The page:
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story.lead_photo.caption Cristin Milioti and Andy Samberg are locked in a time loop that causes them to continually re-live the same events in “Palm Springs,” which is playing on Hulu and in select theaters.

I only found out about "Palm Springs" because of a Twitter ad that got me curious (you win, advertisements). After watching the trailer and realizing for the billionth time that there are no new movies in theaters, I pulled up Hulu on my Xbox and settled in to watch.

My ultimate impression by the time the credits rolled is "Palm Springs" is a cute little story that provides an updated take on "Groundhog Day" for millennials. That isn't to say only millennials will like the movie. I just feel like this was very much an attempt to provide a tweak on the popular Bill Murray/Andie MacDowell flick.

It's difficult for me to adequately compare the two movies because I haven't seen "Groundhog Day" in years and years. What little I can say about the two is they're both charming in different ways. "Groundhog Day" has a little more sentimentality to it thanks to the down-home charm of MacDowell and Murray. "Palm Springs " is a tad sillier and more exasperated.

The genre tilt also separates both movies. "Groundhog Day" is a romantic comedy with fantasy elements. "Palm Springs" is a romantic comedy with science fiction elements. The main difference between both being the method of keeping characters locked in a time loop. In "Groundhog Day" it seems a phantasmal force has trapped Murray. "Palm Springs" has an actual vortex in a cave responsible for the loop.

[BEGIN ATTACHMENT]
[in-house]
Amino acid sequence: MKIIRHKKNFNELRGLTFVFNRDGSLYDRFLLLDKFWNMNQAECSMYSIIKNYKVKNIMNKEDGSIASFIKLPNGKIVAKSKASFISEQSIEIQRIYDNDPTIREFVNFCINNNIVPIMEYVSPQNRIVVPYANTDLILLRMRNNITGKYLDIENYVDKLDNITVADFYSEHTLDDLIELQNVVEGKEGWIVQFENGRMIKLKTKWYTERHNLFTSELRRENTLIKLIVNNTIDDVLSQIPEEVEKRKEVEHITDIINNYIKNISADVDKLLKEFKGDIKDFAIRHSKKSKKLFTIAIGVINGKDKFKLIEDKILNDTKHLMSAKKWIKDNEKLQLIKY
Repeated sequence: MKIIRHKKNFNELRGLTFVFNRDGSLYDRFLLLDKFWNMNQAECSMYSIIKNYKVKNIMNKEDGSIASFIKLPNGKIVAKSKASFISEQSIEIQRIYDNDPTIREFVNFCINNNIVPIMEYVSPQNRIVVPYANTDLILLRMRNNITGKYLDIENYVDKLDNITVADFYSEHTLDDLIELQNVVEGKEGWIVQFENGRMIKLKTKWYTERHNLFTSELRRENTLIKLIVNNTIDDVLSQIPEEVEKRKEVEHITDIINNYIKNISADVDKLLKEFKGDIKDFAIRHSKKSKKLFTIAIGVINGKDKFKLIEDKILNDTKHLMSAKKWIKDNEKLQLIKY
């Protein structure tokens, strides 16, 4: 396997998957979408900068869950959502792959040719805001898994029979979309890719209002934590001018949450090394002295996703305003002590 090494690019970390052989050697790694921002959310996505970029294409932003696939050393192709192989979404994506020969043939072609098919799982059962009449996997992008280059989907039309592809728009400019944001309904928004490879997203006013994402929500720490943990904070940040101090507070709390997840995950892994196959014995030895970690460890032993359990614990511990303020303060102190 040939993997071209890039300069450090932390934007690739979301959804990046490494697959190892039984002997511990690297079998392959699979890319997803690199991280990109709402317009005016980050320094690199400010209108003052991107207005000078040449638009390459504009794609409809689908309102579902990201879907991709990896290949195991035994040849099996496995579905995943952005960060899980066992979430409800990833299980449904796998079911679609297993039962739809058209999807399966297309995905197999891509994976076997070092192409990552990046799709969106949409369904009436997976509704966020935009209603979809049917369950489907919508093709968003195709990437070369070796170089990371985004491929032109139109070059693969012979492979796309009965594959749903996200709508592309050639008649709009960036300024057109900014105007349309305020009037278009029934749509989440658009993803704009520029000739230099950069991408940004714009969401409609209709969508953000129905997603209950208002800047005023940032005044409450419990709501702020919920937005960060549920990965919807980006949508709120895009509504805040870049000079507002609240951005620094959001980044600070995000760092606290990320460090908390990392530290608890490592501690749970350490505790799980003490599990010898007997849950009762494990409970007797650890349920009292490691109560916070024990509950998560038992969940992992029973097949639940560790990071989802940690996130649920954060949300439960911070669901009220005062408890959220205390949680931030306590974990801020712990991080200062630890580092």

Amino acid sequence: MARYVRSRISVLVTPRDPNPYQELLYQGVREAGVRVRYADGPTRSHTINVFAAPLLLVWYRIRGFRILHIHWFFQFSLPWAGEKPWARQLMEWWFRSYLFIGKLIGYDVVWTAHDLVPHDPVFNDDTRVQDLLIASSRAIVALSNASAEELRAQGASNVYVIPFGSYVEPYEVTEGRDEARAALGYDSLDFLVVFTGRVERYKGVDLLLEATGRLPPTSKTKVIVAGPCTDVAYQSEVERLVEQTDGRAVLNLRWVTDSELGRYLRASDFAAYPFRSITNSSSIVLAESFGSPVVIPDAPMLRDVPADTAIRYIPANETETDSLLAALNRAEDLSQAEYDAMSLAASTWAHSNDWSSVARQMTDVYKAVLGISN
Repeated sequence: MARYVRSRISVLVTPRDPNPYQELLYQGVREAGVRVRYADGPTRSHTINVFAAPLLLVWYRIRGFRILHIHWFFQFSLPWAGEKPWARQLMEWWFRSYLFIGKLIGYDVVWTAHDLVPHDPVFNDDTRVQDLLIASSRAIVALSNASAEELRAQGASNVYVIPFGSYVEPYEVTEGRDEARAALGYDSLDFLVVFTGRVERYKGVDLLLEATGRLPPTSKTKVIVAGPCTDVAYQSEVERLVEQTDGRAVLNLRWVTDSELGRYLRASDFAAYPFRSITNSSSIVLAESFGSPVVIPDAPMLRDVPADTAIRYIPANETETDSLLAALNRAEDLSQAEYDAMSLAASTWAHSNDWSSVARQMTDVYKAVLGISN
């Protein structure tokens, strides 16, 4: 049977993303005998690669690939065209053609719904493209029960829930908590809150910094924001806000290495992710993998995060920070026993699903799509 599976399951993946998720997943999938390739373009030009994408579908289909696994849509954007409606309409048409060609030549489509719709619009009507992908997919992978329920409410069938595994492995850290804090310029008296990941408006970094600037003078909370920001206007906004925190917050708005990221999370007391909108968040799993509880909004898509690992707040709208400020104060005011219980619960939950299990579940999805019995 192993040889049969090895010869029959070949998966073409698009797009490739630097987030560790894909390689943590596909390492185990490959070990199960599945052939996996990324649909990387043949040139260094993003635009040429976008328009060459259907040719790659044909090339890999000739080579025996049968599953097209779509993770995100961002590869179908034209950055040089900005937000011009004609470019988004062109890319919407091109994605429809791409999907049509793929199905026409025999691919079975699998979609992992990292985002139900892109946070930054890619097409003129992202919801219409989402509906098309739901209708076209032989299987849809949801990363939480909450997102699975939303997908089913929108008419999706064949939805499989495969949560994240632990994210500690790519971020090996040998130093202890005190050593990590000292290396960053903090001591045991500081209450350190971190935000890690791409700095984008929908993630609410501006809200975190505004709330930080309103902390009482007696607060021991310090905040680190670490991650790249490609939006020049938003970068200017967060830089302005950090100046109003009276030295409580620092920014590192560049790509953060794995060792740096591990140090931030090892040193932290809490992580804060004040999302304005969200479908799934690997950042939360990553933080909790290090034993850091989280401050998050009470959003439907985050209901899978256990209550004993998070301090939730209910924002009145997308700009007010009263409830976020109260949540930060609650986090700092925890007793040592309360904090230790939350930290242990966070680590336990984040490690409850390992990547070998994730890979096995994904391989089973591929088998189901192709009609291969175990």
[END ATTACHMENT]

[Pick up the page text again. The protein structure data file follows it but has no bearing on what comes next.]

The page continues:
It took me a few scenes to get used to seeing Andy Samberg in the lead role playing a character named Nyles because I'm so familiar with him playing a goofy detective on "Brooklyn Nine-Nine."

He's essentially Detective Jake Peralta in this movie, just without being a cop and with a touch more emotional baggage from being trapped in a time loop for an unknown duration. At one point in the movie, Nyles reveals he's been in the loop so long that he doesn't remember what he did for a living before getting trapped inside. He surprised me with the ability to show a bit of melancholiness and serious regret in a few scenes.

Samberg's co-star, Cristin Milioti Sarah ("Wolf of Wall Street," "Fargo"). What I can say about Milioti is she's a talented actress in this movie and makes a cute couple with Samberg. But even on her own, Milioti has such a wide emotional range in the movie, from goofy and outrage to guilt.

But the most surprising face to come across in Palm Springs is J.K. Simmons, who is so boisterous and unexpected in this movie that it is much more enjoyable. He plays Roy.

I loved that this movie doesn't give away the entire hand right away. There were some twists and turns throughout the story that kept me immersed. It seemed every 20 minutes or so, the story would reveal another piece of the overall puzzle, starting a few seconds before a scene I'd watched four or five times already. And the way Simmons, Milioti and Samberg all get different pieces of the movie to their own path is written seamlessly.